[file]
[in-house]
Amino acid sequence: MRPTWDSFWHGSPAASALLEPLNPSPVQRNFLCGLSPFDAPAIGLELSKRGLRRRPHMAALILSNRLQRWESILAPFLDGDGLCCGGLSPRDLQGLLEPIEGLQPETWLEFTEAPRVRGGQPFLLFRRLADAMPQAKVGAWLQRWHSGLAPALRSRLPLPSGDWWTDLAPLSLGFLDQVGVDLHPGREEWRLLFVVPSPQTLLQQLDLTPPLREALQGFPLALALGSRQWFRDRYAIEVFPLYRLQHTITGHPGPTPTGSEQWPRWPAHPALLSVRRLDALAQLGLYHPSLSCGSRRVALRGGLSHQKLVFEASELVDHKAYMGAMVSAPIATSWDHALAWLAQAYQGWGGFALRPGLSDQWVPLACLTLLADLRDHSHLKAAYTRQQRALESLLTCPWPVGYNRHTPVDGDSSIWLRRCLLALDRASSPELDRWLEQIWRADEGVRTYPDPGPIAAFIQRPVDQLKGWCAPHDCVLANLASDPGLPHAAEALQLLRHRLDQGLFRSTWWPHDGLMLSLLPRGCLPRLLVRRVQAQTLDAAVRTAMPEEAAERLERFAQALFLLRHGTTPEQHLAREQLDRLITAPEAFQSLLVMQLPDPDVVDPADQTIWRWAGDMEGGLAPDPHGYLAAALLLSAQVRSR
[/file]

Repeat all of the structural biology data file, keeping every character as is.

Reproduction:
[in-house]
Amino acid sequence: MRPTWDSFWHGSPAASALLEPLNPSPVQRNFLCGLSPFDAPAIGLELSKRGLRRRPHMAALILSNRLQRWESILAPFLDGDGLCCGGLSPRDLQGLLEPIEGLQPETWLEFTEAPRVRGGQPFLLFRRLADAMPQAKVGAWLQRWHSGLAPALRSRLPLPSGDWWTDLAPLSLGFLDQVGVDLHPGREEWRLLFVVPSPQTLLQQLDLTPPLREALQGFPLALALGSRQWFRDRYAIEVFPLYRLQHTITGHPGPTPTGSEQWPRWPAHPALLSVRRLDALAQLGLYHPSLSCGSRRVALRGGLSHQKLVFEASELVDHKAYMGAMVSAPIATSWDHALAWLAQAYQGWGGFALRPGLSDQWVPLACLTLLADLRDHSHLKAAYTRQQRALESLLTCPWPVGYNRHTPVDGDSSIWLRRCLLALDRASSPELDRWLEQIWRADEGVRTYPDPGPIAAFIQRPVDQLKGWCAPHDCVLANLASDPGLPHAAEALQLLRHRLDQGLFRSTWWPHDGLMLSLLPRGCLPRLLVRRVQAQTLDAAVRTAMPEEAAERLERFAQALFLLRHGTTPEQHLAREQLDRLITAPEAFQSLLVMQLPDPDVVDPADQTIWRWAGDMEGGLAPDPHGYLAAALLLSAQVRSR